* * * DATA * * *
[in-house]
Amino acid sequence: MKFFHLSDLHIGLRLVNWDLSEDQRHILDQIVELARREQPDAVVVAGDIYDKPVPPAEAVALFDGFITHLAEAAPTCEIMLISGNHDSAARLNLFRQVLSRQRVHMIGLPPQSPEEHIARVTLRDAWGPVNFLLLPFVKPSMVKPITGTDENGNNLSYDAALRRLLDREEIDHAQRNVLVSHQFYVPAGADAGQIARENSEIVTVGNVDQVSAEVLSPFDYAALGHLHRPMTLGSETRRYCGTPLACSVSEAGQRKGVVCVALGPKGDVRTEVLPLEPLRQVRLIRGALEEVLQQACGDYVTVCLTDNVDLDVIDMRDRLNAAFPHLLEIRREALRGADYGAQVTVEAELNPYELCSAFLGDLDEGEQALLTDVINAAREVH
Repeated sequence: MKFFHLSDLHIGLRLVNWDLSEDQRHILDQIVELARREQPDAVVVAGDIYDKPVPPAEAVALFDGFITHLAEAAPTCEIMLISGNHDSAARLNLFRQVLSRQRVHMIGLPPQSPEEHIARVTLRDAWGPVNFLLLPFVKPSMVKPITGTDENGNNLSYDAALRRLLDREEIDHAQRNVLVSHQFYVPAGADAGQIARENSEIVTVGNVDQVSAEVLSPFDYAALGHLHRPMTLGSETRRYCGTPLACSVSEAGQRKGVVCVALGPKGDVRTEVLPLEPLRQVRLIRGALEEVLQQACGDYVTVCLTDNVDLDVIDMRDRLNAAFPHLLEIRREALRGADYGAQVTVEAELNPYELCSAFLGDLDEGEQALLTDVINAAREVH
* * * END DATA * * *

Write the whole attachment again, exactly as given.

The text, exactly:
[in-house]
Amino acid sequence: MKFFHLSDLHIGLRLVNWDLSEDQRHILDQIVELARREQPDAVVVAGDIYDKPVPPAEAVALFDGFITHLAEAAPTCEIMLISGNHDSAARLNLFRQVLSRQRVHMIGLPPQSPEEHIARVTLRDAWGPVNFLLLPFVKPSMVKPITGTDENGNNLSYDAALRRLLDREEIDHAQRNVLVSHQFYVPAGADAGQIARENSEIVTVGNVDQVSAEVLSPFDYAALGHLHRPMTLGSETRRYCGTPLACSVSEAGQRKGVVCVALGPKGDVRTEVLPLEPLRQVRLIRGALEEVLQQACGDYVTVCLTDNVDLDVIDMRDRLNAAFPHLLEIRREALRGADYGAQVTVEAELNPYELCSAFLGDLDEGEQALLTDVINAAREVH
Repeated sequence: MKFFHLSDLHIGLRLVNWDLSEDQRHILDQIVELARREQPDAVVVAGDIYDKPVPPAEAVALFDGFITHLAEAAPTCEIMLISGNHDSAARLNLFRQVLSRQRVHMIGLPPQSPEEHIARVTLRDAWGPVNFLLLPFVKPSMVKPITGTDENGNNLSYDAALRRLLDREEIDHAQRNVLVSHQFYVPAGADAGQIARENSEIVTVGNVDQVSAEVLSPFDYAALGHLHRPMTLGSETRRYCGTPLACSVSEAGQRKGVVCVALGPKGDVRTEVLPLEPLRQVRLIRGALEEVLQQACGDYVTVCLTDNVDLDVIDMRDRLNAAFPHLLEIRREALRGADYGAQVTVEAELNPYELCSAFLGDLDEGEQALLTDVINAAREVH